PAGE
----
Brutus warned me that I would need to give the album three chances before I made any judgements. It would take me that long not to hate it. True to his word, my first listen through This is the One left me with the unimpressive sensation that I was listening to any other would-be pop diva following in the footsteps of Britney Spears circa 1998, cheap-looking self-promoting cover art and all. Whatever charm made Utada's Japanese music so likable seemed to be missing.

However, as predicted, through multiple listens, the album quickly began to grow on me. The teeny-bopper style still prevailed, but Utada's recognizable voice and J-pop familiarity began to shine through. Particularly catchy was the single Merry Christmas Mr. Lawrence - FYI, which I have included for your discrimination above.

NYC, NYC, whoa, whoa... Tokyo, Tyoko, whoa, whoa...

What surprised me the most about Utada's English-language album, however, was the amount of sexual innuendo. Now that I could actually understand lyrics, some of Utada's lyrical content seemed to stand in contrast to her generally modest image. Not unwelcome, simply unexpected.

Take, for instance, the song aptly titled Dirty Desire:

When I'm alone at night, I sit and fantasize
And in my fantasies, I love you long time
Doing my nine to five, I'm thinking six and nines
I've got to make you mine

Can you feel my?
(Dirty Desire)

When I told Brutus about my surprise, he replied, "She knows Westerners are horny, so she says a couple of dirty words - platinum." But I think in terms of horniness, the Japanese already have Westerners beat.

In the end, Utada's album invokes in me teen angst over love and relationships that are highly reminiscent of high school. Her trademark style is in there somewhere, so I still hope that she will be able to take off in the North American market (I actually heard her song playing at Suzy Shier when shopping with my girlfriend). Ganbatte!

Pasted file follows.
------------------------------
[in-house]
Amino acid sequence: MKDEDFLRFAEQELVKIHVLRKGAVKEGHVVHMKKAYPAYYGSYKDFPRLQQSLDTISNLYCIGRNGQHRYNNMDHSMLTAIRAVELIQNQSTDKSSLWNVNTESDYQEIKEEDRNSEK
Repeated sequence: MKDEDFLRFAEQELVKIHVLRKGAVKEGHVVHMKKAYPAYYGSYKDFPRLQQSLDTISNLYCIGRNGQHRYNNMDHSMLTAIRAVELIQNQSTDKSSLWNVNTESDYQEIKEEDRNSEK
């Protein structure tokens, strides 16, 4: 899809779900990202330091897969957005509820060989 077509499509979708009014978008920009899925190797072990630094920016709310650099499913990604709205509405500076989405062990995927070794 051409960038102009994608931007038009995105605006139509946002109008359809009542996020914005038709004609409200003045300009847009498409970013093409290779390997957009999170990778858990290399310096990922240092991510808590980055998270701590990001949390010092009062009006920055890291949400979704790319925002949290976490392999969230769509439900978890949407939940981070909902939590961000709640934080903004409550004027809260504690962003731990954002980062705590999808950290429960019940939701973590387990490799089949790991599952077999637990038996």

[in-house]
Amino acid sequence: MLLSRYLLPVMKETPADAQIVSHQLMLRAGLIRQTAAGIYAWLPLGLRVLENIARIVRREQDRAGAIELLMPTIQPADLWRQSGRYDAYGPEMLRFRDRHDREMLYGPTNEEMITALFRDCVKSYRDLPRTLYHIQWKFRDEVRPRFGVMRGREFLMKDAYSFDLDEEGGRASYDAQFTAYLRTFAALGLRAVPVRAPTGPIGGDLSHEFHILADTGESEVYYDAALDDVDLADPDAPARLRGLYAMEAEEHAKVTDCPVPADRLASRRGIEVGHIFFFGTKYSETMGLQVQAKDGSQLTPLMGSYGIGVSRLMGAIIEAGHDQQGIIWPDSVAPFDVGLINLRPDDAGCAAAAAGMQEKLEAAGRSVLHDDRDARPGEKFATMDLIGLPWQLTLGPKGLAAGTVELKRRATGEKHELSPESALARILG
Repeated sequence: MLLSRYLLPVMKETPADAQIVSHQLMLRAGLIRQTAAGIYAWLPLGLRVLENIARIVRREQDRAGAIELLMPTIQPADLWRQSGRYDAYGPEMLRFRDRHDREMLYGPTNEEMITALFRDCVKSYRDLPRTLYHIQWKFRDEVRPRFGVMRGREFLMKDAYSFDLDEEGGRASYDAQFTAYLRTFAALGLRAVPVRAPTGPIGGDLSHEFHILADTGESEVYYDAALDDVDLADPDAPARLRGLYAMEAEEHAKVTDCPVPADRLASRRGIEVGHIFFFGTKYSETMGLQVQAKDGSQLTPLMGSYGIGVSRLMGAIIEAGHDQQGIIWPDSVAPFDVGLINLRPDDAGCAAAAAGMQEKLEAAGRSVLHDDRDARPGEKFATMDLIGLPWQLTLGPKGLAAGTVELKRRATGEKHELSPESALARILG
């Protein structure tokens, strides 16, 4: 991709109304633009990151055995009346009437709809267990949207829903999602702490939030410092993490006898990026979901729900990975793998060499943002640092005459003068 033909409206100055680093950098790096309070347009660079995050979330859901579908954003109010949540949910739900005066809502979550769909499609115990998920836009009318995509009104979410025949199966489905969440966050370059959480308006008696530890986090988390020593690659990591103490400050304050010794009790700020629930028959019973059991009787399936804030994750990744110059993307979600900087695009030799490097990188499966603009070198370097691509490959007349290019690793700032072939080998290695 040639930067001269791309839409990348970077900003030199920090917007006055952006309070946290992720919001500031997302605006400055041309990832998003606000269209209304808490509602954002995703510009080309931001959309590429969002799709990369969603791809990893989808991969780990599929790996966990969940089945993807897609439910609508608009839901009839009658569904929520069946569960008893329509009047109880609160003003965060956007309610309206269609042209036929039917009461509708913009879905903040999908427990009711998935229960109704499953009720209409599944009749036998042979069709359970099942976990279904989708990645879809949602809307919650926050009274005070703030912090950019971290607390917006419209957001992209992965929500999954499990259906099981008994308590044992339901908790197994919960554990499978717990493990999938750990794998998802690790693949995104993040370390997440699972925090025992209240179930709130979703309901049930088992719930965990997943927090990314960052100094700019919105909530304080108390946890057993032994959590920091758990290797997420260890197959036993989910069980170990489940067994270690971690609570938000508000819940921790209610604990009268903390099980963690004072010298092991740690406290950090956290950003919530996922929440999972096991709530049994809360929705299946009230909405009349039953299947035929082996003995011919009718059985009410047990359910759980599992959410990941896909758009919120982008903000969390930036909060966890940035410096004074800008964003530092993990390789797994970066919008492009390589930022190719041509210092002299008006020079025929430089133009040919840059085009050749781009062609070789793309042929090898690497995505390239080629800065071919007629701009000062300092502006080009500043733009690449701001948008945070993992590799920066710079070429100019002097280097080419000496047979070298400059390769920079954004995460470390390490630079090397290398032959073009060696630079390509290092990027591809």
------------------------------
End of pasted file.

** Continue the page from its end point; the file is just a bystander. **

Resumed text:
Friday, June 26, 2009

The Fresh Prince lives!

Now this is a story all about how my life got flipped turned upside down and I'd like to take a minute just sit right there. I'll tell you how I become the prince of a town called Bel-Air. In west Philadelphia born and raised. On the playground is where I spent most of my days. Chillin' out, maxin', relaxin', all cool, And all shootin' some b-ball outside of the school. When a couple of guys they were up to no good, Started makin' trouble in my neighborhood. I got in one little fight and my mom got scared, And said, "You're movin' with your auntie and uncle in Bel-Air." I whistled for a cab and when it came near the license plate said fresh and it had dice in the mirror. If anything I could say that this cab was rare, But I thought, "Nah, forget it. Yo home to Bel-Air!" I pulled up to the house about 7 or 8 and I yelled to the cabby yo holmes smell ya later! Looked at my kingdom I was finally there to sit on my throne as the prince of Bel-Air.
Will Smith's Fresh Prince of Bel-Air was a veritable pop icon, launching the actor's career into high gear and making Will Smith a household name. But that was the 1990's. So imagine my surprise when on my way home on the subway in 2009, on strolled a chap who had clearly taken style tips from one Fresh Prince. He had Will Smith's hip-hop swagger, and he was not shy about it. As he grooved to tunes emanating from his crimson red Nintendo DS, he shuffled his hands and feet in a form of seated dance. In case it's been too long since you last watched an episode of Fresh Prince, and you think that I am exaggerating the correlation, let's perform a style breakdown:

Exhibit A: Like Will's sidekick, Jazz, our subway patron sports a large pair of black plastic-framed glasses. Like Will himself, he sports a little bit of bling.

Exhibit B: Mister subway shares Will's backwards cap style, public use of ear-buds, and shameless public enjoyment of music.

Exhibit C: Like Will, subway guy also believes in the black vest plus t-shirt combo together with tight jeans.

Conclusion? The Fresh Prince lives! And he's right here in Toronto.

Tuesday, June 23, 2009

Epic Fail 168

I cannot recall the last time I had food this bad. Seriously. (Maybe it was that poutine I had at Burger King a few years back that was drenched in gravy which tasted like liquid salt...)

After attending our weekly Monday afternoon seminar, Mello, Ting, and I headed over to Tea Shop 168 at Yonge and Dundas. Now I love bubble tea, and I love cheap, instant bubble tea food - places like Ten Ren's and Go For Tea are my friends. However, I hate, rather I loathe, Tea Shop 168.

For the uninitiated, Tea Shop 168 is a chain. It sucks everywhere. In fact, one of my very first blog entries (which I deleted whilst I was still settling into this whole blogging thing) was about the abysmal service I experienced at Tea Shop 168 at Commerce Gate.

On this particular occasion, I ordered a milk black tea (with pearls), noodles with stewed beef, and a condensed milk brick toast. Things were already off to a bad start by this point, the waitress having given me a dirty look for trying to order while at the same time being on the phone with J-Rock. The tea was bland. The noodles were bland. The brick toast? Not toasted.